Wednesday, November 10, 2004

Networks Return to the Front, and to TV Group Think

Media Democracy

In one of his more telling interviews with network journalists, The Daily Show's Jon Stewart asked CNN's Wolf Blitzer why so many TV news outlets failed, in 2003, to challenge the Bush Administration's bogus case for war in Iraq.

The New York Times and The Washington Post have since admitted to grave mistakes in their pre-war coverage. As yet, no mainstream television news network has done the same.

Following a Senate investigation of Iraq intelligence failures, which accused America's spy agencies of "group think," Stewart asked Blitzer if the same was true of TV news coverage in the run-up to war.

"Were you suffering from a case of group think," pressed Stewart, "or" — tossing Blitzer a curve ball — "of retardation?" Faced with the choice, Blitzer admitted to network group think.

Now, with embedded network journalists resurfacing on the Iraqi front, new questions must be asked: What if anything have the networks learned from their past mistakes? Have they admitted to a failure to provide Americans with timely and thorough investigations of official claims of Iraqi weapons of mass destruction? Have they conducted media post mortems on their failure to investigate Iraqi civilian casualties -- recently tallied at more than 100,000?

Judging from the reporting that has accompanied the recent bloodletting in Fallujah, it appears that -- in the words of West Virginia Senator Robert Byrd -- the media have, once again, bought the Pentagon war narrative "hook, line and sinker."

Soon after the invasion of Iraq began, military commander Tommy Franks told a New Yorker reporter that he considers the media a "fourth front" in fighting the war -- NOT as an autonomous "fourth estate" whose duty is to challenge official claims and better inform the American public.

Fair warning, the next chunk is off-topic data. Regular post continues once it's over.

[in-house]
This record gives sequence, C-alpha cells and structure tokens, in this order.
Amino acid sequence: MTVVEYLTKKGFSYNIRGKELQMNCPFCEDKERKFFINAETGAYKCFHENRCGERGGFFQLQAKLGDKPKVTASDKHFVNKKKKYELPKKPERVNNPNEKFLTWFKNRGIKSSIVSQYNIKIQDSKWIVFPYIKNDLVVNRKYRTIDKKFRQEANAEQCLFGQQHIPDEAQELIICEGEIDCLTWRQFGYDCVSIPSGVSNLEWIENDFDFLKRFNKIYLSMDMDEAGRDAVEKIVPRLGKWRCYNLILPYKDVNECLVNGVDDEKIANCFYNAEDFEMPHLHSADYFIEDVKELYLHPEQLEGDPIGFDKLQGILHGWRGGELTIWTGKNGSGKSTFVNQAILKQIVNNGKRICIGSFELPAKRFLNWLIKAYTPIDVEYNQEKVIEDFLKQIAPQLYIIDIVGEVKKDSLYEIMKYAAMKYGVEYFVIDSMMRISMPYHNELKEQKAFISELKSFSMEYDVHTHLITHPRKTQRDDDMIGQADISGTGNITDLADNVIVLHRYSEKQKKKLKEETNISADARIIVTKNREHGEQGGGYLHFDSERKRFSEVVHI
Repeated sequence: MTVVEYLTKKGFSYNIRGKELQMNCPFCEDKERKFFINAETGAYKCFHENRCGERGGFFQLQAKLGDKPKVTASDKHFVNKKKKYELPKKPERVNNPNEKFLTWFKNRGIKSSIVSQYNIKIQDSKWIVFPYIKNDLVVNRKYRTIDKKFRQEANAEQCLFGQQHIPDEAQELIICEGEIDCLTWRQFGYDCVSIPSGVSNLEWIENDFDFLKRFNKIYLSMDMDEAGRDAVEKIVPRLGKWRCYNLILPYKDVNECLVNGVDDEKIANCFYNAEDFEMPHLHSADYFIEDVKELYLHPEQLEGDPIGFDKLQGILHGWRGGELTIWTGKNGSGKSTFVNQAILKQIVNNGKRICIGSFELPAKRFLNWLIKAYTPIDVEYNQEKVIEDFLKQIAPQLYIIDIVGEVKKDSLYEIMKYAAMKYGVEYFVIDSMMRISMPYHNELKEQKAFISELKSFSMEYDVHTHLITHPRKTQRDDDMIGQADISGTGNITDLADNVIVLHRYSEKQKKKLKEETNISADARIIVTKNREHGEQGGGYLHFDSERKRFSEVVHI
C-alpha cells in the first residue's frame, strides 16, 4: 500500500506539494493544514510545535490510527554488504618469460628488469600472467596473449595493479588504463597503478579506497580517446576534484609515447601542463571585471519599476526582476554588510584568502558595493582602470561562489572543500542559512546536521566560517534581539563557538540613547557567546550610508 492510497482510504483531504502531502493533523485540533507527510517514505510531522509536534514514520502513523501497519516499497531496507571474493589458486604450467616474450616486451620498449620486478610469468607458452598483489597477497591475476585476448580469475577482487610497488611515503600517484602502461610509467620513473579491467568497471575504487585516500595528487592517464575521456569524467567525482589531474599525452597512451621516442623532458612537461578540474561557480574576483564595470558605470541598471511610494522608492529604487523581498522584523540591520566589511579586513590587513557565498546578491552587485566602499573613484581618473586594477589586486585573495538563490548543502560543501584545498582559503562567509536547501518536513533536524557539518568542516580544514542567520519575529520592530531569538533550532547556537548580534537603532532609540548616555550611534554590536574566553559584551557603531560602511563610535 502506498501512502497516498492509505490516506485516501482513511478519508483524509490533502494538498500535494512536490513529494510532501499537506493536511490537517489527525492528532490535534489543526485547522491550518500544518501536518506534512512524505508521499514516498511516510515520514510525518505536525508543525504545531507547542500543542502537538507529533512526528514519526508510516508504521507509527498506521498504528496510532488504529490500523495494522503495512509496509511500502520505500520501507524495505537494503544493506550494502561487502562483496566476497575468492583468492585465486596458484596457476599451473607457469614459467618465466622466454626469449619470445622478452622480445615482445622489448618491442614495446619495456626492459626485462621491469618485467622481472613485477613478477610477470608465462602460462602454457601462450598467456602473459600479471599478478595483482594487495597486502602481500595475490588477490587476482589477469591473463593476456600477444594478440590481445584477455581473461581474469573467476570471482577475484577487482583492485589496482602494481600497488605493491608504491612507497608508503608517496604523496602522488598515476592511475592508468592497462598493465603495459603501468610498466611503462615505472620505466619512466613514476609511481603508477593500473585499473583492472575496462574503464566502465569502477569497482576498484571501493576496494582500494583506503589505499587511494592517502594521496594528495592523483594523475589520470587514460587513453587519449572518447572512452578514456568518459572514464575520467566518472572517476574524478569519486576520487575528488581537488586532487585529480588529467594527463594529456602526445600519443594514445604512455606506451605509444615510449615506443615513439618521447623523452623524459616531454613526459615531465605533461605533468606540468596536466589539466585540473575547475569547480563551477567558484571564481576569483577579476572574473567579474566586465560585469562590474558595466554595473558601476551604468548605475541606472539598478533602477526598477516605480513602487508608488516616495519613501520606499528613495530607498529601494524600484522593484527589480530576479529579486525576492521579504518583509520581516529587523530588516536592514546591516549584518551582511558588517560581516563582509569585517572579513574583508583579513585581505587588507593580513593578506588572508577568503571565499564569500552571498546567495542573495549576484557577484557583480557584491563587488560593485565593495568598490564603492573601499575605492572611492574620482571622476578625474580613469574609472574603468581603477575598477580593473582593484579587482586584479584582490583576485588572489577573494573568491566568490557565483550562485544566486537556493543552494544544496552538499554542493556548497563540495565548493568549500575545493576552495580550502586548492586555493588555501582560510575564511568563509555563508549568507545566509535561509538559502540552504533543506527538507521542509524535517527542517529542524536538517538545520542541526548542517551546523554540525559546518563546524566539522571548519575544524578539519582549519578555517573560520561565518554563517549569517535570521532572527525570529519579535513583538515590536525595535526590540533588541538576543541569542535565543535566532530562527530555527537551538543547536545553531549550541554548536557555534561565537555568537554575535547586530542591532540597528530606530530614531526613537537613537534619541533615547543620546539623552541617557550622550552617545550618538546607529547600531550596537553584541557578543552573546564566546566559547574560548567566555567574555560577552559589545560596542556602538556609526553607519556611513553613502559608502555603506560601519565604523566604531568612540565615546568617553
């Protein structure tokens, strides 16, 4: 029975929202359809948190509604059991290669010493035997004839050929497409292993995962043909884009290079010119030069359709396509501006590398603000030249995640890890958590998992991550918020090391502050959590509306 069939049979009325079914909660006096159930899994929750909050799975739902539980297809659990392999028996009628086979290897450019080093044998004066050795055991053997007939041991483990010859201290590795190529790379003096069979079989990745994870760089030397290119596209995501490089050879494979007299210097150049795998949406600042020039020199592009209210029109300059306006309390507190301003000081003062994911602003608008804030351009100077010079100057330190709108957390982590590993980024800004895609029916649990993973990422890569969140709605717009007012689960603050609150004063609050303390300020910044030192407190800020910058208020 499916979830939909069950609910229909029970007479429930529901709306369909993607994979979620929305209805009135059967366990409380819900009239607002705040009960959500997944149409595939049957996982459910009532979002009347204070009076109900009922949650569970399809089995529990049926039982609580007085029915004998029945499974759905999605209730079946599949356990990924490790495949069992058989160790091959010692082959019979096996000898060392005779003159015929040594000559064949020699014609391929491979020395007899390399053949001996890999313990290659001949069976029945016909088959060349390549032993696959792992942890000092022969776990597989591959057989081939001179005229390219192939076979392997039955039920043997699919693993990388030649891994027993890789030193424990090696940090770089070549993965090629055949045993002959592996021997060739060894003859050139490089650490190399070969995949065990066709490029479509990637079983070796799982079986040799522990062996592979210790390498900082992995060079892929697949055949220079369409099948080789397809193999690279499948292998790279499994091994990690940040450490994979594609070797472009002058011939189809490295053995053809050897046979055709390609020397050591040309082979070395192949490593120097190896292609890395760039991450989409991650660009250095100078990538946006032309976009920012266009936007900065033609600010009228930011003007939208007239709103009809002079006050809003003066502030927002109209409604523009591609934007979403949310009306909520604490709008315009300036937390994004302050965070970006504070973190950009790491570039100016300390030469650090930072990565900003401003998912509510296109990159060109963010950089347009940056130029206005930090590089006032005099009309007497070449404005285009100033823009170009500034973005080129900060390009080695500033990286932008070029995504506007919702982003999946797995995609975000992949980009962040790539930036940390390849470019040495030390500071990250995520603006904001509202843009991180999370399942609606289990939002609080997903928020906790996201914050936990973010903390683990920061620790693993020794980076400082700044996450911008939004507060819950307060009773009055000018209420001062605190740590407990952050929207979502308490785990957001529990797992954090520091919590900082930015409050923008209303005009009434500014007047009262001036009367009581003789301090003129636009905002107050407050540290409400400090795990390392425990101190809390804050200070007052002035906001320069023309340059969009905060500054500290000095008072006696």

By limiting information and embedding journalists in 2003, the government successfully spun the media's coverage in favor of war. Anti-war views were effectively marginalized. The cameras rolled alongside the tanks into Baghdad. Establishment media declared "victory" as Saddam Hussein's statue fell in al-Fardos Square, and later, "Mission Accomplished" with President Bush aboard USS Abraham Lincoln.

Today, we know that the war did not end then. And that few US media outlets prepared us for what was to come.

In the last year, more and more media critics have documented these media failures. None of their criticisms seems to have broadened the media's war coverage to include more diverse voices from within Iraq and around the world. The coverage of the war in this respect is similar to the coverage we saw of the election, where Administration "talking points" tended to dominate the evening news, leaving little room for substantive and contentious discussions of the issues that Americans say mattered to them most.

Media for Democracy is calling on our members to demand media integrity during wartime. Join us in a petition that calls on the news executives at NBC, CBS, ABC, Fox News and CNN to diversify their sources, give more airtime to Iraqi and Afghan voices, scrutinize Administration claims, report on civilian casualties, and offer on-air analysis that includes more anti-war perspectives.

Stay Tuned.

Sign Petition Protesting the Media Coverage of the Iraq War

Sign this petition and notify:
ABC News President David Westin
CBS News President Andrew Heyward
CNN VP of News Susan Bunda
Fox News CEO Roger Ailes
NBC News President Neal Shapiro

I join other Media for Democracy members to call on mainstream news networks to restore integrity and balance to their war reporting by:

- diversifying your sources to include more independent, non-military experts;

- giving more airtime to Iraqi and Afghan voices;

- more thoroughly scrutinizing for accuracy White House and Pentagon claims;

- reporting on the full extent of civilian casualties in Afghanistan and Iraq;

- offering balanced on-air analysis that includes more anti-war perspectives.

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